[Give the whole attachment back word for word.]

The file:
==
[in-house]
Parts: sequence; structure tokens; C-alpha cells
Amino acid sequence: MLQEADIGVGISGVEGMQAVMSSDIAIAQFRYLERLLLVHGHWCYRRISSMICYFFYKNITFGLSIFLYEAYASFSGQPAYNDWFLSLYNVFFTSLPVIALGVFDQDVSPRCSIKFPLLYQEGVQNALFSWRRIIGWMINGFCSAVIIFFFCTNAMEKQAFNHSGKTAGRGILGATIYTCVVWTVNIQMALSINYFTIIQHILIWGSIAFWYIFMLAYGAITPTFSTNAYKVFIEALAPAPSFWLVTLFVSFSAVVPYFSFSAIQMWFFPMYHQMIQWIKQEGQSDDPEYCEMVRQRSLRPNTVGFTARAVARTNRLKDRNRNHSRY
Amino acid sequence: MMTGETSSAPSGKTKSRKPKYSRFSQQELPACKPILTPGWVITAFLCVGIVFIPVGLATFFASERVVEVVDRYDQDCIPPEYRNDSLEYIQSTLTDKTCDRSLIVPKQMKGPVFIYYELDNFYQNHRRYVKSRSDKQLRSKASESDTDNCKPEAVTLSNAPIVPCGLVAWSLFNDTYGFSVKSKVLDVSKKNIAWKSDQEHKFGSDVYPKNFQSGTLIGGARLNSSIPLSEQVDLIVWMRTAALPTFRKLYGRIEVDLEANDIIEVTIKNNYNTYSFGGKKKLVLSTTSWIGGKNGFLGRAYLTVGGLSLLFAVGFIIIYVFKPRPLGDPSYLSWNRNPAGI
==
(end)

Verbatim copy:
[in-house]
Parts: sequence; structure tokens; C-alpha cells
Amino acid sequence: MLQEADIGVGISGVEGMQAVMSSDIAIAQFRYLERLLLVHGHWCYRRISSMICYFFYKNITFGLSIFLYEAYASFSGQPAYNDWFLSLYNVFFTSLPVIALGVFDQDVSPRCSIKFPLLYQEGVQNALFSWRRIIGWMINGFCSAVIIFFFCTNAMEKQAFNHSGKTAGRGILGATIYTCVVWTVNIQMALSINYFTIIQHILIWGSIAFWYIFMLAYGAITPTFSTNAYKVFIEALAPAPSFWLVTLFVSFSAVVPYFSFSAIQMWFFPMYHQMIQWIKQEGQSDDPEYCEMVRQRSLRPNTVGFTARAVARTNRLKDRNRNHSRY
Amino acid sequence: MMTGETSSAPSGKTKSRKPKYSRFSQQELPACKPILTPGWVITAFLCVGIVFIPVGLATFFASERVVEVVDRYDQDCIPPEYRNDSLEYIQSTLTDKTCDRSLIVPKQMKGPVFIYYELDNFYQNHRRYVKSRSDKQLRSKASESDTDNCKPEAVTLSNAPIVPCGLVAWSLFNDTYGFSVKSKVLDVSKKNIAWKSDQEHKFGSDVYPKNFQSGTLIGGARLNSSIPLSEQVDLIVWMRTAALPTFRKLYGRIEVDLEANDIIEVTIKNNYNTYSFGGKKKLVLSTTSWIGGKNGFLGRAYLTVGGLSLLFAVGFIIIYVFKPRPLGDPSYLSWNRNPAGI